9. The surgical instrument according to claim 1, further comprising a control mechanism for activating each UV mechanism of the first and second pluralities of UV mechanisms.
10. A surgical instrument comprising:
a handle portion;
a body portion extending from the handle portion and defining a longitudinal axis; and
an end effector disposed at a distal end of the body portion, the end effector including:
grasping portions having first surfaces adapted to contact one of tissue or mesh and second surfaces that are adjacent to the first surfaces, the tissue or mesh defining a first area that is in contact with the first surfaces and a second area separate from the first area;
a first plurality of ultraviolet (UV) mechanisms positioned on the first surfaces; and
a second plurality of UV mechanisms positioned on the second surfaces, the first and second pluralities of UV mechanisms configured to perform UV tacking of a mesh including one or more tack regions each having a polymeric coating activated by UV light emitted directly on the mesh by the first and second pluralities of UV mechanisms, wherein the first plurality of UV mechanisms is configured to emit UV light directly on the first area and the second plurality of UV mechanisms is configured to emit UV light directly on the second area,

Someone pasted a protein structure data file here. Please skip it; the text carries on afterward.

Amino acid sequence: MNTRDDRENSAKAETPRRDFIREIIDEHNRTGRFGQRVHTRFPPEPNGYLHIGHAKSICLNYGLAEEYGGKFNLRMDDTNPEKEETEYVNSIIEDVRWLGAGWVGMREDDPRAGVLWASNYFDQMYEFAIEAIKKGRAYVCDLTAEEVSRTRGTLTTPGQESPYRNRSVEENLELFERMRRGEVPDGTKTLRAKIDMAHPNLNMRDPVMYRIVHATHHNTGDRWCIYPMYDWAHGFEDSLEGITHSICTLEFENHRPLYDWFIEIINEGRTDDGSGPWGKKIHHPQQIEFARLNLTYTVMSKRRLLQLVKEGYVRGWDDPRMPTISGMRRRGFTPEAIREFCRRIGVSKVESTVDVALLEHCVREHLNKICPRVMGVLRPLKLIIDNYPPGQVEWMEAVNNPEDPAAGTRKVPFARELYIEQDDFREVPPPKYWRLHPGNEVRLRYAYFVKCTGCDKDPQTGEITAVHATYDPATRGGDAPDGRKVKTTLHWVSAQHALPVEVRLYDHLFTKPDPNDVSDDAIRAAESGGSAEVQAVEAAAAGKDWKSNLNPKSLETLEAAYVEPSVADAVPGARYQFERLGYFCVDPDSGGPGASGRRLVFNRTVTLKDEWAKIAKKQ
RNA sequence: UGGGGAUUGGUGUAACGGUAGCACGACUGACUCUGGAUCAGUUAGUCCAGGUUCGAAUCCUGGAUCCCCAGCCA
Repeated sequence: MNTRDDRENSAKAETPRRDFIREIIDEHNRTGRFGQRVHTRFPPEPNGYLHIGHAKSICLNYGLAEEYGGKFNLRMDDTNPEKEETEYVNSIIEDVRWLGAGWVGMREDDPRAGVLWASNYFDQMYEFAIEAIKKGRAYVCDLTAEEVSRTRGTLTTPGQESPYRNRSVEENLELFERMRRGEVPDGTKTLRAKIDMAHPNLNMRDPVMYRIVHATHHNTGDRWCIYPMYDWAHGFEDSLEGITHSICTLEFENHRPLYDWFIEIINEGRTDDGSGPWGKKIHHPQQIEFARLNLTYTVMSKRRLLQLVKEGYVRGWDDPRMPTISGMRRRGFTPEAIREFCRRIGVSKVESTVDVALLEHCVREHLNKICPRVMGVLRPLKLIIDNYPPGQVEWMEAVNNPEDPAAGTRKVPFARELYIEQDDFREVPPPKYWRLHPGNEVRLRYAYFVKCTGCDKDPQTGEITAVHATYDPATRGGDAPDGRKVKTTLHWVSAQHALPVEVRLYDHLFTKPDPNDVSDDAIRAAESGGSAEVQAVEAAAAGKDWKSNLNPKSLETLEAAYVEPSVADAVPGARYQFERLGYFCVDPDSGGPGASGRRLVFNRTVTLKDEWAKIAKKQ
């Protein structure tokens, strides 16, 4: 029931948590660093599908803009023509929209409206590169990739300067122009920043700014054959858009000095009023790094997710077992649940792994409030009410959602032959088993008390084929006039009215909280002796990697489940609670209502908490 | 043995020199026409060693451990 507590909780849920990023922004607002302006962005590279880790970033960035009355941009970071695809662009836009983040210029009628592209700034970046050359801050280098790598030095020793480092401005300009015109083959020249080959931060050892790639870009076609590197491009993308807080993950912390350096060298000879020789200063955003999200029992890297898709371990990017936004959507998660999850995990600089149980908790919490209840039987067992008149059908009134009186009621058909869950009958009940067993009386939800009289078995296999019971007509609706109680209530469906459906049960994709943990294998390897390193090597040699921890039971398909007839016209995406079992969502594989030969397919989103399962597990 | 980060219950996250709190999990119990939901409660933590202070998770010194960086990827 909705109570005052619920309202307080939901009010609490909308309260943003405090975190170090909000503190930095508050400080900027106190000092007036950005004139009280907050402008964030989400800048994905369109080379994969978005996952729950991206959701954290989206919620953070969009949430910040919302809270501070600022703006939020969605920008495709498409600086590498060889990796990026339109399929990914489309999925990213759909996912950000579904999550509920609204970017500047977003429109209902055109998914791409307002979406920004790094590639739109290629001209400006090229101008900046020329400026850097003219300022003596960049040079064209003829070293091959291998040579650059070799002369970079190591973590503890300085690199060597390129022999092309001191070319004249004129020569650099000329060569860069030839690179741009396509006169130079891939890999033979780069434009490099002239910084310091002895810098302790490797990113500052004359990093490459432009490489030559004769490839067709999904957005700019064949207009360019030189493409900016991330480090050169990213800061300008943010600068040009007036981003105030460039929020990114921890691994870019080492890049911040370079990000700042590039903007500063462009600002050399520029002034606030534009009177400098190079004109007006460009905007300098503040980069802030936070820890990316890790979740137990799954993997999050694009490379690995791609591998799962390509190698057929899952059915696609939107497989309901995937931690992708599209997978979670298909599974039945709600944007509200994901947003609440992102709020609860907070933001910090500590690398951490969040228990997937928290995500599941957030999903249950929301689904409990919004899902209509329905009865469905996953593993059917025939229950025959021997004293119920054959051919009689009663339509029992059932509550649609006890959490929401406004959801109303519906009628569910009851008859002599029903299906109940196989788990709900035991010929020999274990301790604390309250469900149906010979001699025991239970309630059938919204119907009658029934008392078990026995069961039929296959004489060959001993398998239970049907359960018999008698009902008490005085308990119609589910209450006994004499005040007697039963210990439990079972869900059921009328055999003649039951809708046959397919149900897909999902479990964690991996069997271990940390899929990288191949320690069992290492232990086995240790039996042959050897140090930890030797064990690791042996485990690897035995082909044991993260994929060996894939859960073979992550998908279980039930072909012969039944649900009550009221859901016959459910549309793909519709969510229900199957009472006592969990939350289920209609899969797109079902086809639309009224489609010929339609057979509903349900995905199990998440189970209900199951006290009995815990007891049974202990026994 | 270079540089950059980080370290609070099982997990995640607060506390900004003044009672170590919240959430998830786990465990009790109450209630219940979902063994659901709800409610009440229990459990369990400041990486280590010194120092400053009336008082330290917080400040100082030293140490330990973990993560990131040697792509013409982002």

wherein each UV mechanism of the first and second pluralities of UV mechanisms is a discrete component and capable of emitting UV light.
US13423316 2011-04-22 2012-03-19 System and method for UV tacking an implant Active 2033-10-26 US9474575B2 (en)

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US13423316 US9474575B2 (en) 2011-04-22 2012-03-19 System and method for UV tacking an implant
CA 2772418 CA2772418A1 (en) 2011-04-22 2012-03-26 System and method for uv tacking an implant
EP20120163852 EP2514383B1 (en) 2011-04-22 2012-04-12 System for UV tacking an implant
CN 201210118762 CN102743210A (en) 2011-04-22 2012-04-20 System and method for UV tacking an implant
US15276850 US9867687B2 (en) 2011-04-22 2016-09-27 System and method for UV tacking an implant

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US9888991B2 (en) 2013-12-09 2018-02-13 Boston Scientific Scimed, Inc. Compositions, devices, kits and methods for attaching surgical meshes to tissue
WO2015120117A3 (en) * 2014-02-06 2015-11-05 Boston Scientific Scimed, Inc. Methods, compositions, devices and kits for attaching surgical slings to tissue
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CA2772418A1 (en) 2012-10-22 application
CN102743210A (en) 2012-10-24 application
EP2514383B1 (en) 2016-02-03 grant
US9867687B2 (en) 2018-01-16 grant
US20120271290A1 (en) 2012-10-25 application
EP2514383A1 (en) 2012-10-24 application
US20170014219A1 (en) 2017-01-19 application